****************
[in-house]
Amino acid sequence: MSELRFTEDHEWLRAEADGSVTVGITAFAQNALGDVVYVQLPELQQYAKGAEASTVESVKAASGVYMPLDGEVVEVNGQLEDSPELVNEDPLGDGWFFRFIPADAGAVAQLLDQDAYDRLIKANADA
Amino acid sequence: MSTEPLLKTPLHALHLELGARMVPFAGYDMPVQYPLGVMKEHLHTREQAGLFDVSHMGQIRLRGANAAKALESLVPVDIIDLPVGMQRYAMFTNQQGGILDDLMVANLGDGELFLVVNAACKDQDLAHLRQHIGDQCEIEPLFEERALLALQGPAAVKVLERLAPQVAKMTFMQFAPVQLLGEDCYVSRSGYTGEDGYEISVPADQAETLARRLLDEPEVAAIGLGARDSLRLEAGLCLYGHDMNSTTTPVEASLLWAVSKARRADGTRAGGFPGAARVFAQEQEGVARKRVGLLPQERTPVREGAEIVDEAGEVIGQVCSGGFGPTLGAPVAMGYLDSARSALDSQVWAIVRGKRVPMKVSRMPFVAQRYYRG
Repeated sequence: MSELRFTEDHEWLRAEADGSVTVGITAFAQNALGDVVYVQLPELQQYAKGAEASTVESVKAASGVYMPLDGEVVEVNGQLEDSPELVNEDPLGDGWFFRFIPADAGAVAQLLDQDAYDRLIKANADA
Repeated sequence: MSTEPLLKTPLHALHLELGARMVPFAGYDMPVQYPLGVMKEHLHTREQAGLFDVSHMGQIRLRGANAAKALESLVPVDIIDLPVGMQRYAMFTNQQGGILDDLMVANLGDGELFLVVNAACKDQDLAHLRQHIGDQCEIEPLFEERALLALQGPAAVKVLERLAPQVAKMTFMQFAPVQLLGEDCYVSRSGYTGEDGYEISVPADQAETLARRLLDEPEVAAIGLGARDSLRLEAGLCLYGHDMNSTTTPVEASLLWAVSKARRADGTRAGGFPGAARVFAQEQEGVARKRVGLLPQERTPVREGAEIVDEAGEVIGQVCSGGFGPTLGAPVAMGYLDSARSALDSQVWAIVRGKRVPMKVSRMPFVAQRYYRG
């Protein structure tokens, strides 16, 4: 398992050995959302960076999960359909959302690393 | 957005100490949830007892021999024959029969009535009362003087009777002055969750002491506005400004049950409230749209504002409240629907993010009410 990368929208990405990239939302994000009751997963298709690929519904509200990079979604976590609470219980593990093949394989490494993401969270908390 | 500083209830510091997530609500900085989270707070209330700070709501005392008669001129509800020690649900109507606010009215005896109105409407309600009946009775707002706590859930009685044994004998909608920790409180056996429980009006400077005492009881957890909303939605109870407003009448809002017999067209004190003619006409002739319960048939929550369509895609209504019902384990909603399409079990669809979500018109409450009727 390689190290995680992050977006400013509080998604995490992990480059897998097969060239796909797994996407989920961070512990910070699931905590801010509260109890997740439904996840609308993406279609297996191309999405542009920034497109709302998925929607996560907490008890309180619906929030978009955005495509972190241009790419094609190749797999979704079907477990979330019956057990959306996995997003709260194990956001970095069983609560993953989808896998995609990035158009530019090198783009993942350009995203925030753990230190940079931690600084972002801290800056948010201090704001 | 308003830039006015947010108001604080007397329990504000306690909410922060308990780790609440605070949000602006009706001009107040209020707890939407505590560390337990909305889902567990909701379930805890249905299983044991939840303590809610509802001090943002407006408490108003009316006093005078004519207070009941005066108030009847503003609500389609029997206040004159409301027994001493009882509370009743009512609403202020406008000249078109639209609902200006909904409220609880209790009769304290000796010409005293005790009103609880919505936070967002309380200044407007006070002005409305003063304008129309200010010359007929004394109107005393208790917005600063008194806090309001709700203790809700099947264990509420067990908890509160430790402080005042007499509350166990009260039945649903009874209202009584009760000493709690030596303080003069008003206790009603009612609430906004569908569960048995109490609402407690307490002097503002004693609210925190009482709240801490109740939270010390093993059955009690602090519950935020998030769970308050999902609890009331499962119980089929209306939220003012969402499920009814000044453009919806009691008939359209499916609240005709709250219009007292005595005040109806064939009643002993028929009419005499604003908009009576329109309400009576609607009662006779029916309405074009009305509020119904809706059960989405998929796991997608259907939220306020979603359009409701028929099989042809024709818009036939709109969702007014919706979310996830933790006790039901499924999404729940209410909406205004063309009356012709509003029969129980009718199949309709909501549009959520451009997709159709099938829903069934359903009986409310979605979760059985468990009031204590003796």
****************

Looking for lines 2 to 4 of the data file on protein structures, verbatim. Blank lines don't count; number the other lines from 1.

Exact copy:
Amino acid sequence: MSELRFTEDHEWLRAEADGSVTVGITAFAQNALGDVVYVQLPELQQYAKGAEASTVESVKAASGVYMPLDGEVVEVNGQLEDSPELVNEDPLGDGWFFRFIPADAGAVAQLLDQDAYDRLIKANADA
Amino acid sequence: MSTEPLLKTPLHALHLELGARMVPFAGYDMPVQYPLGVMKEHLHTREQAGLFDVSHMGQIRLRGANAAKALESLVPVDIIDLPVGMQRYAMFTNQQGGILDDLMVANLGDGELFLVVNAACKDQDLAHLRQHIGDQCEIEPLFEERALLALQGPAAVKVLERLAPQVAKMTFMQFAPVQLLGEDCYVSRSGYTGEDGYEISVPADQAETLARRLLDEPEVAAIGLGARDSLRLEAGLCLYGHDMNSTTTPVEASLLWAVSKARRADGTRAGGFPGAARVFAQEQEGVARKRVGLLPQERTPVREGAEIVDEAGEVIGQVCSGGFGPTLGAPVAMGYLDSARSALDSQVWAIVRGKRVPMKVSRMPFVAQRYYRG
Repeated sequence: MSELRFTEDHEWLRAEADGSVTVGITAFAQNALGDVVYVQLPELQQYAKGAEASTVESVKAASGVYMPLDGEVVEVNGQLEDSPELVNEDPLGDGWFFRFIPADAGAVAQLLDQDAYDRLIKANADA